10k-15k (57:32 - 19:21)

At halfway I saw philipwhiuk ahead of me, and started to reel him in. I knew he hadn’t tapered for this race (has he ever really tapered for a race, except by doing another race?), so this wasn’t the biggest surprise ever. I was definitely running substantially slower than goal pace, and I was also passing people at a rate of knots. I was also working far too hard for miles 6-7 in a half, entirely depending on the promised tailwind to get me through miles 9-11. We turned out of the direct wind, heading south-east, onto the only really noticeable rise of the course, a slow drag, as the people who had been on my tail for the last two miles started to come past, looking fresh (or so my bitter race brain thought). I wasn’t feeling the relief I’d hoped with some tailwind, but at the same time, I was still moving at about goal pace. That was a positive to be taken, right? If I could just stay here long enough I’d recover, right? Maybe? As we got to Grantchester, home to romantics, detectives, and a couple of nice pubs, I was trying to do finish time calculations in my head. They didn’t really work, but they did pass the time.

15k-20k (1:16:22 - 18:50)

Finally. The left turn back north, along the wide, well-paved Trumpington Road that durunnerafc and I had been wistfully discussing as a glorious, delightful, even easy tailwind! It didn’t really feel like it, but suddenly at the same grim level of effort and discomfort I was moving faster, and my watch even had me at goal pace (only the last mile would show up as faster than 6:10/mile on strava). Even better, at the 10 mile mark my brain was able to cope with the simple maths of 10 miles + 5k = HM and worked out that if I could hit goal pace till the finish 1:21 would be… a really close run thing (1:01:39 + 19:10 - cobblestones). Best of all, durunnerafc caught up with me! Sorry, best of all? I mean worst… He was going to slingshot past me, he’d paced himself so much more sensibly, he was running so smoothly and breathing easily and even talking!!! Bastard!
I got a grip and realised that actually a friendly face was what I needed more than anything else. We were going to crush the last 5k, we were going to do it side-by-side like the 10k tuneup, and we were going to get a great moose photo at the finish. Right. Good. And, actually, it was good, as we got into a rhythm going north before hitting the town again. The cobbles didn’t seem so bad, the crowd support was great, and we were crushing it.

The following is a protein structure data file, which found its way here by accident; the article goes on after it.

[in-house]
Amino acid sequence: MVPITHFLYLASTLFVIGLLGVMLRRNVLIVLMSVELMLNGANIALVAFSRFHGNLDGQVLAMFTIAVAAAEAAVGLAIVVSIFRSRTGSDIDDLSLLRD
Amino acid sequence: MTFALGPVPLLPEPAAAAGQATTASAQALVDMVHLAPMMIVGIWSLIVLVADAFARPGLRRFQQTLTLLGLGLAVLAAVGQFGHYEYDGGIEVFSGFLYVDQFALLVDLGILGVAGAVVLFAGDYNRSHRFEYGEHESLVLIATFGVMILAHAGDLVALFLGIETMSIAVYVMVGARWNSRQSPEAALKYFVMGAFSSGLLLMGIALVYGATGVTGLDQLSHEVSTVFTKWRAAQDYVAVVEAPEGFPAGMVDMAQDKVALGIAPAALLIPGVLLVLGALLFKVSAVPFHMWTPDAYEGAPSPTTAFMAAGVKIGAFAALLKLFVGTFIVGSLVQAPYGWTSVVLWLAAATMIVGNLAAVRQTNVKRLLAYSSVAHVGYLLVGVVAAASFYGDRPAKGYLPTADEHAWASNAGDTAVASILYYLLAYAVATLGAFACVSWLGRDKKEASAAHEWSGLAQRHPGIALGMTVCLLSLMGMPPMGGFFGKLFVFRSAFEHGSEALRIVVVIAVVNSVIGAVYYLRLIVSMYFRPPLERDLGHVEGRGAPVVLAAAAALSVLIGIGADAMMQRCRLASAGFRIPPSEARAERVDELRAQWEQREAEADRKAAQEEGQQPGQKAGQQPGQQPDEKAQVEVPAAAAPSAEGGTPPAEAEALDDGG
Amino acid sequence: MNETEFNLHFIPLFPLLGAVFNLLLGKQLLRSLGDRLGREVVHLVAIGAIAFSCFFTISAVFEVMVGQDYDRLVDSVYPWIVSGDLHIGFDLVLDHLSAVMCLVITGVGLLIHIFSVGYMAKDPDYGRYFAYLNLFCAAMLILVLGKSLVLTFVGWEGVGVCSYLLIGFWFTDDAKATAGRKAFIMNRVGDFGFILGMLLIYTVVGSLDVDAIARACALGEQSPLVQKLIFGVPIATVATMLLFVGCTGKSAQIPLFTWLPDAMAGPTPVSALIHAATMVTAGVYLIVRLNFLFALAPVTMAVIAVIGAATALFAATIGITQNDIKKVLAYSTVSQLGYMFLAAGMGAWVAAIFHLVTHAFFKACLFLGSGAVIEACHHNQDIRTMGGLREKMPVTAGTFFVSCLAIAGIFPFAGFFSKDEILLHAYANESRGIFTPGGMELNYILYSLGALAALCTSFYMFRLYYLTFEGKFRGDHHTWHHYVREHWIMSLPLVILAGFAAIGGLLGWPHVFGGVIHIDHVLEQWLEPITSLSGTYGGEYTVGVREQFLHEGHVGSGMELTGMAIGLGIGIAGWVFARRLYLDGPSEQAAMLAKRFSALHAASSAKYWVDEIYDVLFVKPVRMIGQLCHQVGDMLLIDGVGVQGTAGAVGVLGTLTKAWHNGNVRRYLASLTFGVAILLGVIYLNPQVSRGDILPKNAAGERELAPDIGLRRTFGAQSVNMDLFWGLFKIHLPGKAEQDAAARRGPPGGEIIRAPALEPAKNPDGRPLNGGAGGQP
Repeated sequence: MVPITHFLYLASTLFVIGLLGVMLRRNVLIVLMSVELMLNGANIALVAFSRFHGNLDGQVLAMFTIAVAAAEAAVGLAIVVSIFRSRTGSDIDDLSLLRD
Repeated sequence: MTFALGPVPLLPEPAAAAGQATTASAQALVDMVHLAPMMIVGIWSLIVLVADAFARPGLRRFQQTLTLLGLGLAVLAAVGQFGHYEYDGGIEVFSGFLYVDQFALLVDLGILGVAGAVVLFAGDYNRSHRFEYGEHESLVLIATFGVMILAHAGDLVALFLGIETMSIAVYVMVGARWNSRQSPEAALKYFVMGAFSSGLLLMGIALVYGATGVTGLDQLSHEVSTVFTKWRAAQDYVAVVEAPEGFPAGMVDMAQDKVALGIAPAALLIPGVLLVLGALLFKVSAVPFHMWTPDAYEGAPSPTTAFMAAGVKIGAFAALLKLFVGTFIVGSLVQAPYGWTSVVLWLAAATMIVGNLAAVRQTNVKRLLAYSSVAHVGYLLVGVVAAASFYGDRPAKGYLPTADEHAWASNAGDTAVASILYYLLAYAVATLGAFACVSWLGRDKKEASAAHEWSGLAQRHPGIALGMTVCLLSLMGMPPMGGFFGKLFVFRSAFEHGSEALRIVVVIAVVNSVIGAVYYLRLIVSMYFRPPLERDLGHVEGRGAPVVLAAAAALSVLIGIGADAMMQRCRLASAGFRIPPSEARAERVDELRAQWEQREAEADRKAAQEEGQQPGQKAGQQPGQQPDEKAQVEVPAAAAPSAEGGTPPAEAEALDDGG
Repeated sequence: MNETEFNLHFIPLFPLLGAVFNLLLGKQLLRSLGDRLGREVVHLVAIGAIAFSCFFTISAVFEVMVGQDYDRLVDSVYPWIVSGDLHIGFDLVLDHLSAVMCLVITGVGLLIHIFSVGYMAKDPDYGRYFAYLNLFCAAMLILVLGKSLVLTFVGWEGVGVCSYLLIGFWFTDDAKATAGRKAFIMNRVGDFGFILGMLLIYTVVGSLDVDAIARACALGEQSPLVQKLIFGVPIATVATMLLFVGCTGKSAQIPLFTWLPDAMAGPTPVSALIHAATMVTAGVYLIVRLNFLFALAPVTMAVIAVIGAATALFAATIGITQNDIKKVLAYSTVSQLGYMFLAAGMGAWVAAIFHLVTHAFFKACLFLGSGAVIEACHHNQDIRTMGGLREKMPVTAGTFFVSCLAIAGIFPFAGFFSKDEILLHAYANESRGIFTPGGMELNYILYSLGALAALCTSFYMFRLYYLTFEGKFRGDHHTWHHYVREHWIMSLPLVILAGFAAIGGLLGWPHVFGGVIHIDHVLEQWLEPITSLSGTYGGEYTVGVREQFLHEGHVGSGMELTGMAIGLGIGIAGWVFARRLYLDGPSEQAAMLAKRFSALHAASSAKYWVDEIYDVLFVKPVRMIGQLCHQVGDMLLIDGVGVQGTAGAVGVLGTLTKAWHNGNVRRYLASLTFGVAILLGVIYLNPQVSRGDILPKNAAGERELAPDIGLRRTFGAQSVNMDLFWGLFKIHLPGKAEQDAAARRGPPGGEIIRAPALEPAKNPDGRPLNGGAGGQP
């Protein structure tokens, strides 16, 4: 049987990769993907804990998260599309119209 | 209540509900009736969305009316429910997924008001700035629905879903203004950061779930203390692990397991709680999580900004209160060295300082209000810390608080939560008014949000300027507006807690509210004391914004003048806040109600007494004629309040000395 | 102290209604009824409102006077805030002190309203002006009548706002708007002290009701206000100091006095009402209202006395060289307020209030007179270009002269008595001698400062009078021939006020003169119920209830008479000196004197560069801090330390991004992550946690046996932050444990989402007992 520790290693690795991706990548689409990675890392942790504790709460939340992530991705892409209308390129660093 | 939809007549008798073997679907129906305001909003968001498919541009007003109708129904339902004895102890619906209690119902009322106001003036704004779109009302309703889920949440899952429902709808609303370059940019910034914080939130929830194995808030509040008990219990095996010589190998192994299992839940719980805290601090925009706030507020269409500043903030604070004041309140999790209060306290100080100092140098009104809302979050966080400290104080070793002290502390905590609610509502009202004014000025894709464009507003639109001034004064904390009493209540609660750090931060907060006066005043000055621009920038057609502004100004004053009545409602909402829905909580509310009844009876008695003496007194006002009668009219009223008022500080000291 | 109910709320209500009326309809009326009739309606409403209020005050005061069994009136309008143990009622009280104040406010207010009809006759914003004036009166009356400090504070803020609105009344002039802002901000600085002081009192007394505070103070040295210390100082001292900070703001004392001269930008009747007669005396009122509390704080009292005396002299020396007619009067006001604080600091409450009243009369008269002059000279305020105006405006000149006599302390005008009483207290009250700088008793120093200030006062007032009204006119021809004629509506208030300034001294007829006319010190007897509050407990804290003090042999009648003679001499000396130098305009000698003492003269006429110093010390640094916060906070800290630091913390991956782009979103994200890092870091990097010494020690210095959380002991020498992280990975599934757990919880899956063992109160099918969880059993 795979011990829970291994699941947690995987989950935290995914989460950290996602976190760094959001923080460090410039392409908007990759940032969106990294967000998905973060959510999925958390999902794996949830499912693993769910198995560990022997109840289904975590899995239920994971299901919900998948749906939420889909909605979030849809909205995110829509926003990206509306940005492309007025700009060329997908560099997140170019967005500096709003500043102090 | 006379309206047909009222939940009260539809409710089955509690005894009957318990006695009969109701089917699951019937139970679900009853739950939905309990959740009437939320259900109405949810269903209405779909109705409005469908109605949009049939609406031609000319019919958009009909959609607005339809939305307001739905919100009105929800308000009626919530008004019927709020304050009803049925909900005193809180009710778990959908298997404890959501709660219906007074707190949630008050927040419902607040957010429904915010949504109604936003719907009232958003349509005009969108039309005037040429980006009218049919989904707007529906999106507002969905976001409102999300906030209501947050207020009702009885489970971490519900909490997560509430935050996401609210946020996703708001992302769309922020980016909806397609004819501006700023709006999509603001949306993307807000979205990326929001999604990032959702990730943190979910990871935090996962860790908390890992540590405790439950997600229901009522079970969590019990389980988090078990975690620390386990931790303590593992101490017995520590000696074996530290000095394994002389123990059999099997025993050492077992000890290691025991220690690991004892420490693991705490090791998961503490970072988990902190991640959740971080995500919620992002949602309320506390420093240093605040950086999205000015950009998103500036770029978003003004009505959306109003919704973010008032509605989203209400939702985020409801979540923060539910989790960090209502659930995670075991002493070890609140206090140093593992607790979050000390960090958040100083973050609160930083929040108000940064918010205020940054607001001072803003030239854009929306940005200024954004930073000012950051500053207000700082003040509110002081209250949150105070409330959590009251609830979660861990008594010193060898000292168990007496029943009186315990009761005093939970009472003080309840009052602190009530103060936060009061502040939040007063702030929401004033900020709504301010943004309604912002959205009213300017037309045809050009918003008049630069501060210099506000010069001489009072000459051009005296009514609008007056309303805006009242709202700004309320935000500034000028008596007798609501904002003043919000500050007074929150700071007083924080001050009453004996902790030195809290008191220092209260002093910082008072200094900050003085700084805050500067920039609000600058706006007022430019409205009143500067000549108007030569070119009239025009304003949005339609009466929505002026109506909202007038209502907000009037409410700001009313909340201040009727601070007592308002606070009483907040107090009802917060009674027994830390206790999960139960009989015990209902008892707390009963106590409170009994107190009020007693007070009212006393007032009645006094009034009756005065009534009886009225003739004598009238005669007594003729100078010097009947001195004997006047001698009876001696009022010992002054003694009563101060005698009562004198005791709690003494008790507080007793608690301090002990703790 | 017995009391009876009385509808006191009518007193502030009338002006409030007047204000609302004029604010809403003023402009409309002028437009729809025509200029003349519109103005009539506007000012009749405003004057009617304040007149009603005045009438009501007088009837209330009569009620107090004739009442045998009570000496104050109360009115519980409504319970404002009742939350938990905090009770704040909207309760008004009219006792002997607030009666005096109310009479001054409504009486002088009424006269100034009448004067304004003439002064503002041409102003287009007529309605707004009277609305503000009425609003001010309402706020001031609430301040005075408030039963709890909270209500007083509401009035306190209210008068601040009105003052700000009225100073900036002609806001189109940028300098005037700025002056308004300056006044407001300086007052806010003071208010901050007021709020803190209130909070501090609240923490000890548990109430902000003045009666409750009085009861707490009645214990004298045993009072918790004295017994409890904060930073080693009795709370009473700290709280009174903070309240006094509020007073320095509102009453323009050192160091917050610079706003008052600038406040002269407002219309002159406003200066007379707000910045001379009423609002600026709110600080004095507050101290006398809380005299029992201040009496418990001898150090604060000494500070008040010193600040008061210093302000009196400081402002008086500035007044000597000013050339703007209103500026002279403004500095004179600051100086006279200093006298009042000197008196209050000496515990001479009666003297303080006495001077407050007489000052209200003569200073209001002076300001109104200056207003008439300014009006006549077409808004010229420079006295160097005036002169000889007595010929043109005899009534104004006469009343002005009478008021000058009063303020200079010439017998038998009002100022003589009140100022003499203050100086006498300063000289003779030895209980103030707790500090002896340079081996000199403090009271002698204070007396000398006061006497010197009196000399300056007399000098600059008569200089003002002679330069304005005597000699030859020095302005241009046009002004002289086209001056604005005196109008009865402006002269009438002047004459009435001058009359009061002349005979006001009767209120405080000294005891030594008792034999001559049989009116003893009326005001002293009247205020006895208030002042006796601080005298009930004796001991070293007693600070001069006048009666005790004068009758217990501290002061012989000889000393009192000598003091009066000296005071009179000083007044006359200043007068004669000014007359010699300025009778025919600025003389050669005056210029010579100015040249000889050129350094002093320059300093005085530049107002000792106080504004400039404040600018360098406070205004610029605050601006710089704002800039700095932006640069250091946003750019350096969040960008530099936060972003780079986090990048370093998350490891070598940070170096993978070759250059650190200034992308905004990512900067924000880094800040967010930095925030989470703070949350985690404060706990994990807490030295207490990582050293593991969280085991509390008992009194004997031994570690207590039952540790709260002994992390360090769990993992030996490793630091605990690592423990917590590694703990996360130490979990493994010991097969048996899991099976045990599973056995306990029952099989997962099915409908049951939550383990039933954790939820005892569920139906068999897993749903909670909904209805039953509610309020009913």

Then things started to go wrong. durunnerafc was suddenly no longer breezing along, and I realised that I was about to get to 19 km, not 20 (my watch was on lap mode). Oops. My slow ramp up of pace was premature and now I just had to cling on and hope my speed didn’t fall apart as my form did. But as durunner fell back, I tried to encourage him and in doing so managed not to notice my girlfriend cheering for me. Another major error, albeit one that wouldn’t have its payback in race times (or at all, to be fair).

The Finish (1:20:43 - 4:21)

At 20km, I felt as bad as I had in any race. I just wanted to lie down on the side of the road. Not only was I sure my form was all over the place but I was also sure that 1:21 had gone out the window. I must be slowing down now, I’m definitely under my other goals, so what’s the point in ekeing out every second here? As we went out of Jesus my defeatism was revealed as unfounded - if that’s the finish, and I have a minute to get there, surely I’ll be able to do that? And so, eyes closed, gnashing teeth, looking angry/pained/constipated I crossed the line in 1:20:43. All goals hit, and despite the coughing fit that had a volunteer rushing over to me, I don’t think I had any more major illness either.

Afterwards